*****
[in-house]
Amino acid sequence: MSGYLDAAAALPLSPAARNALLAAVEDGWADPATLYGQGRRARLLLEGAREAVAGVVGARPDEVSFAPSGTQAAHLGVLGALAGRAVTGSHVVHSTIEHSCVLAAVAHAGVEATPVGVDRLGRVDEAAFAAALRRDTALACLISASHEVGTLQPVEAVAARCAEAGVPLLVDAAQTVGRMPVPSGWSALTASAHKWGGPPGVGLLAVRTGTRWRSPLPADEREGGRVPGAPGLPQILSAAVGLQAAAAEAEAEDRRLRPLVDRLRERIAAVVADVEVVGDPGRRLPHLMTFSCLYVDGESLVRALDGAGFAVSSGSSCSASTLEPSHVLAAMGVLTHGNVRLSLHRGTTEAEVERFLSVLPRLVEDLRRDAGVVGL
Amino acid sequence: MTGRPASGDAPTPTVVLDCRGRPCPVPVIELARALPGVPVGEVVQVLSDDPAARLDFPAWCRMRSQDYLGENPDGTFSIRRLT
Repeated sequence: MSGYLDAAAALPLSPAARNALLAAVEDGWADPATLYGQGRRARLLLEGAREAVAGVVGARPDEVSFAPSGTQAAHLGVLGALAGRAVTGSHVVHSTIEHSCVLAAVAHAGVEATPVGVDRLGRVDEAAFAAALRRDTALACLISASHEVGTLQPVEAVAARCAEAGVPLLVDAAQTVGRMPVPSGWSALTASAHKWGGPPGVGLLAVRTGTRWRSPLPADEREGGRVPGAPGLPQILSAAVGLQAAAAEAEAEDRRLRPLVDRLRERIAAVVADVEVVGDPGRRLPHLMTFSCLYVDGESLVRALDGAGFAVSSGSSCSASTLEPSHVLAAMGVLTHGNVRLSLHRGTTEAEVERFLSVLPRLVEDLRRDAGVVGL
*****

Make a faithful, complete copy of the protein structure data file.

[in-house]
Amino acid sequence: MSGYLDAAAALPLSPAARNALLAAVEDGWADPATLYGQGRRARLLLEGAREAVAGVVGARPDEVSFAPSGTQAAHLGVLGALAGRAVTGSHVVHSTIEHSCVLAAVAHAGVEATPVGVDRLGRVDEAAFAAALRRDTALACLISASHEVGTLQPVEAVAARCAEAGVPLLVDAAQTVGRMPVPSGWSALTASAHKWGGPPGVGLLAVRTGTRWRSPLPADEREGGRVPGAPGLPQILSAAVGLQAAAAEAEAEDRRLRPLVDRLRERIAAVVADVEVVGDPGRRLPHLMTFSCLYVDGESLVRALDGAGFAVSSGSSCSASTLEPSHVLAAMGVLTHGNVRLSLHRGTTEAEVERFLSVLPRLVEDLRRDAGVVGL
Amino acid sequence: MTGRPASGDAPTPTVVLDCRGRPCPVPVIELARALPGVPVGEVVQVLSDDPAARLDFPAWCRMRSQDYLGENPDGTFSIRRLT
Repeated sequence: MSGYLDAAAALPLSPAARNALLAAVEDGWADPATLYGQGRRARLLLEGAREAVAGVVGARPDEVSFAPSGTQAAHLGVLGALAGRAVTGSHVVHSTIEHSCVLAAVAHAGVEATPVGVDRLGRVDEAAFAAALRRDTALACLISASHEVGTLQPVEAVAARCAEAGVPLLVDAAQTVGRMPVPSGWSALTASAHKWGGPPGVGLLAVRTGTRWRSPLPADEREGGRVPGAPGLPQILSAAVGLQAAAAEAEAEDRRLRPLVDRLRERIAAVVADVEVVGDPGRRLPHLMTFSCLYVDGESLVRALDGAGFAVSSGSSCSASTLEPSHVLAAMGVLTHGNVRLSLHRGTTEAEVERFLSVLPRLVEDLRRDAGVVGL